By more deeply integrating concurrency into the Composable Architecture we make it possible to tie the lifetime of effects to the lifetime of views. For example, in the view we can send an action to the view store representing the view appeared, and we can await its completion:

struct ContentView: View {
  let store: Store<State, Action>

  var body: some View {
    WithViewStore(self.store) { viewStore in
      <#View omitted#>
        .task { await viewStore.send(.task).finish() }

Then, in the reducer, we can return a long-living effect, such as subscribing to an async sequence of notifications:

case .task:
  <#Reducer logic omitted#>
  return .run { send in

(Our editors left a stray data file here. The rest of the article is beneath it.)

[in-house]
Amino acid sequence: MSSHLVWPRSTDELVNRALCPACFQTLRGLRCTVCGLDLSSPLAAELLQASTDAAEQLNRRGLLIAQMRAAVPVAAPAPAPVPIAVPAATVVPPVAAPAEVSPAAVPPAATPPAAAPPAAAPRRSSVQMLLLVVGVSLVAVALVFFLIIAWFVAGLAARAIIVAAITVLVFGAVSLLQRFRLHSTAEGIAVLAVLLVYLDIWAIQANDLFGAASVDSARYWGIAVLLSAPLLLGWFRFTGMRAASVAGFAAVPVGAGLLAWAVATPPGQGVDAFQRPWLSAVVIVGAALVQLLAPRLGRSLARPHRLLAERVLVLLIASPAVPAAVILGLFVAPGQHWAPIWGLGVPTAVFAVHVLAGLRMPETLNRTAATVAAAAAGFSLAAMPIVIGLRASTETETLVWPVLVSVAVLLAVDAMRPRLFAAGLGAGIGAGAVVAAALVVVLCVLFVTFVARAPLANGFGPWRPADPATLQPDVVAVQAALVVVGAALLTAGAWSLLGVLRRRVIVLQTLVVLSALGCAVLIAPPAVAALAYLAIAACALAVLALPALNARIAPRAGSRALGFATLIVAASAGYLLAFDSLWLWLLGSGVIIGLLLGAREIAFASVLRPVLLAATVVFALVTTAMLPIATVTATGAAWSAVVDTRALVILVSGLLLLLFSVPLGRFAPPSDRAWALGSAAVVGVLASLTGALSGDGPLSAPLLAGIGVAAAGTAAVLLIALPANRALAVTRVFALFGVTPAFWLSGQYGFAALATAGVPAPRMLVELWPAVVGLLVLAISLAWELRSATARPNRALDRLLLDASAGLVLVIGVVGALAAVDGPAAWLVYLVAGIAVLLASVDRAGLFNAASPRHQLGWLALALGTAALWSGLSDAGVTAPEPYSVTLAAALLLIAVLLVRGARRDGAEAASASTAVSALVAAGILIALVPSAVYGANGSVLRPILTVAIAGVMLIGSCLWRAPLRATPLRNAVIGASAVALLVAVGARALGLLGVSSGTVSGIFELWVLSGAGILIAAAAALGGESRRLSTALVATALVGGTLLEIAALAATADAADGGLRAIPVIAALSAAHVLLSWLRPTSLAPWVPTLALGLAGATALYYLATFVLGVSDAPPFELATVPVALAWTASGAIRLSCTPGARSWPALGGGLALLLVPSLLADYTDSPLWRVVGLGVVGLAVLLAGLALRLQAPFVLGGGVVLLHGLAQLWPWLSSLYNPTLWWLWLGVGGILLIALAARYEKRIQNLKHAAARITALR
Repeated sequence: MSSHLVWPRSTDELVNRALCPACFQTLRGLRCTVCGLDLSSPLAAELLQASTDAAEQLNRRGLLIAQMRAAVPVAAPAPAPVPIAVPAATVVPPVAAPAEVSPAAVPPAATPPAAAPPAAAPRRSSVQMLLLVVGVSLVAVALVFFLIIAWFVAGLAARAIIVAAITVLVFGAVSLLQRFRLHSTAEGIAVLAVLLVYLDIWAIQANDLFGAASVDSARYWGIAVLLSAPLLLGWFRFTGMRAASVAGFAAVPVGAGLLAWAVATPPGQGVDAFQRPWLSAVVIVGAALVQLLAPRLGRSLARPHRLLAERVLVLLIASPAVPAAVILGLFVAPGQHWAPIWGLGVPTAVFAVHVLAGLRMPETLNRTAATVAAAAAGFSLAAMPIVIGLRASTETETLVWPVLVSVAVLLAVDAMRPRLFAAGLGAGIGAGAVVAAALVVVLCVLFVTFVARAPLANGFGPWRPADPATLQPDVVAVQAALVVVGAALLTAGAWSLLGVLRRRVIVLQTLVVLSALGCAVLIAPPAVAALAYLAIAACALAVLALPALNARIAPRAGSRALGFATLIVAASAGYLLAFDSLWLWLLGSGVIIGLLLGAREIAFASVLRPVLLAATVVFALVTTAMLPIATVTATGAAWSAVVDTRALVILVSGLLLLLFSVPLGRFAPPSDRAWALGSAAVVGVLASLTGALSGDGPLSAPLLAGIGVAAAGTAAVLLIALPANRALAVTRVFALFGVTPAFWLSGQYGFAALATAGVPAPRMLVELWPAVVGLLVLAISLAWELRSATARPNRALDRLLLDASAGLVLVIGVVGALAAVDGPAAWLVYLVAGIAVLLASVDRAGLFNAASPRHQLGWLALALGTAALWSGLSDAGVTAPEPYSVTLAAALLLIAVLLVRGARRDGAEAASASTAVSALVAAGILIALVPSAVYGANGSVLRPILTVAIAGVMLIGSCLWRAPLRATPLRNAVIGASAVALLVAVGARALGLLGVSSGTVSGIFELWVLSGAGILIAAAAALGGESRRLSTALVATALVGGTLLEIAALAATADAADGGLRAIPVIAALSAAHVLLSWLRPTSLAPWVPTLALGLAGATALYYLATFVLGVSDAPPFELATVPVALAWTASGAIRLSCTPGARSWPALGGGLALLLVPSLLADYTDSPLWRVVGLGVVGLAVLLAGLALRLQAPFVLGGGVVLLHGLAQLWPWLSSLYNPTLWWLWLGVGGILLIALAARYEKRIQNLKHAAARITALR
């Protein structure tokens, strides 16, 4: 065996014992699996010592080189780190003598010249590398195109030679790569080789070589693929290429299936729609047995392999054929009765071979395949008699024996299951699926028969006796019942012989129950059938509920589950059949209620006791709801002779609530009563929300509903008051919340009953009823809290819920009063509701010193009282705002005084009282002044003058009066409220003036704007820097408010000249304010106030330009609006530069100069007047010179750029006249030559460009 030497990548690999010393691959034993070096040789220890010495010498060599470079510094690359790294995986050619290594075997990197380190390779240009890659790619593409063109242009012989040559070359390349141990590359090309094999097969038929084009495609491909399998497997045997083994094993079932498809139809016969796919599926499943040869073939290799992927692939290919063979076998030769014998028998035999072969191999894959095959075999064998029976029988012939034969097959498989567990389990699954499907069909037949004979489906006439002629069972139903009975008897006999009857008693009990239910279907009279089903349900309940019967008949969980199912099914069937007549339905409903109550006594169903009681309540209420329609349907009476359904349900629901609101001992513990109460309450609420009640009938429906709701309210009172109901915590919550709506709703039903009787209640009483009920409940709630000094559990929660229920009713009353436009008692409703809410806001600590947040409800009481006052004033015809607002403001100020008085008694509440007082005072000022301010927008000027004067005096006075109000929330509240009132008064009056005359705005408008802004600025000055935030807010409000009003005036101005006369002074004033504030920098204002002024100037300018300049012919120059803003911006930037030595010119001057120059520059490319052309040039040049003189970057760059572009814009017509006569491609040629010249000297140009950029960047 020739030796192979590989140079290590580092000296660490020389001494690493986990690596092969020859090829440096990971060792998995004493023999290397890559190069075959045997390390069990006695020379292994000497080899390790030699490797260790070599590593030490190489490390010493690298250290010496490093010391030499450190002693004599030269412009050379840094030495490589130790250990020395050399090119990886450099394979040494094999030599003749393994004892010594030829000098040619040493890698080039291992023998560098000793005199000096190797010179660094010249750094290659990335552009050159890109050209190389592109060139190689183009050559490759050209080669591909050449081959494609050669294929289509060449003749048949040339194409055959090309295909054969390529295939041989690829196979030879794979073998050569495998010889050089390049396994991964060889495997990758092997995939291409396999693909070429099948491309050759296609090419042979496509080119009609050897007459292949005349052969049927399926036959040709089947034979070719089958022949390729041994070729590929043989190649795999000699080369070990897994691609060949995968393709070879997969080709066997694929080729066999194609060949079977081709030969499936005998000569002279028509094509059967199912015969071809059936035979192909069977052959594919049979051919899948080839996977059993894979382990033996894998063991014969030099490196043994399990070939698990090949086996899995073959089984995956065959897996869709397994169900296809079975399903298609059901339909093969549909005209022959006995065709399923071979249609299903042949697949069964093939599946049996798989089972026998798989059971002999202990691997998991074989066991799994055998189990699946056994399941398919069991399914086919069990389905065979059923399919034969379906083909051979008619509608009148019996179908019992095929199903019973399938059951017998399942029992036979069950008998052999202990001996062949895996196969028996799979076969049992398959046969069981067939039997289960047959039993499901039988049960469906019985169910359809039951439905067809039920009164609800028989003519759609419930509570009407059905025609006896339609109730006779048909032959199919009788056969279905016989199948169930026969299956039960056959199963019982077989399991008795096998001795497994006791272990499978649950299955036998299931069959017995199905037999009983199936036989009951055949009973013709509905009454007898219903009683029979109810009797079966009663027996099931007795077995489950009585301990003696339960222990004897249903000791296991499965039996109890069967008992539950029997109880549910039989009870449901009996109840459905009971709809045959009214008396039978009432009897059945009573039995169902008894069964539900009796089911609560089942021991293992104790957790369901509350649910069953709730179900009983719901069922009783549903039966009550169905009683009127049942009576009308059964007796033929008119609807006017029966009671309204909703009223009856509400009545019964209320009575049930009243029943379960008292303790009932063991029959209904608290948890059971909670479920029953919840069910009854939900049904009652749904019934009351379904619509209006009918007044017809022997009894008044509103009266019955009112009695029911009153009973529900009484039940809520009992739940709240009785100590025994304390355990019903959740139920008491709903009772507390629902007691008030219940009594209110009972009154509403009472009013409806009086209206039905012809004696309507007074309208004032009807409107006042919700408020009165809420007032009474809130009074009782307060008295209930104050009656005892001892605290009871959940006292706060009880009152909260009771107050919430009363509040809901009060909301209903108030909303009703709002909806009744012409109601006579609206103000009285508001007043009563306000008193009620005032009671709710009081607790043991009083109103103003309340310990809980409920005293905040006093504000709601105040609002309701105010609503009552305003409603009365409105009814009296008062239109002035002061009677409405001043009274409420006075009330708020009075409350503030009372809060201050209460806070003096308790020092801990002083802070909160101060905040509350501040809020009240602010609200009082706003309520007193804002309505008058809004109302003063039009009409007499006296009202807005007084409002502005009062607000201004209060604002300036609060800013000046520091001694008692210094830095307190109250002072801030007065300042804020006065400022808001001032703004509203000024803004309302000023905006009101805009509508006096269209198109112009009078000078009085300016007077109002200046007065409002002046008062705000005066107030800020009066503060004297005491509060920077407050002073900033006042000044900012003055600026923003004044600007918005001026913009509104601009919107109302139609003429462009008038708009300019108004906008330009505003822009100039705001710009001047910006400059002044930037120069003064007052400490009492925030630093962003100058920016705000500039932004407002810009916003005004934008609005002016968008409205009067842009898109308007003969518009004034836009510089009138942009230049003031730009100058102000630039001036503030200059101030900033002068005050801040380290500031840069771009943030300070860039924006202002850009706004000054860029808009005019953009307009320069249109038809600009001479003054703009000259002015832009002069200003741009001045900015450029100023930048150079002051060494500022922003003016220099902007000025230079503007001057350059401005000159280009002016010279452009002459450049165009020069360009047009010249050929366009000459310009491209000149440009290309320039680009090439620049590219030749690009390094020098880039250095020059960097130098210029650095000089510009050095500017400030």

for await value in environment.notifications() {

With this setup, if the view disappears it will automatically cancel the effect and tear down the async sequence. There’s no need to send additional actions from the view in order to manually cancel the effect.

Testable concurrency

Not only does the library now have tools for fully leveraging everything that Swift’s structured concurrency gives us, but it’s all still 100% testable. In fact, we think that the Composable Architecture offers one of the most cohesive testing solutions for integrated asynchronous code in the entire Swift ecosystem.

The TestStore that ships with the library to aid in testing is now async-aware. When in an async context you can now await sending and receiving actions to the test store in order to allow asynchronous effects to execute and feed their data back into the system: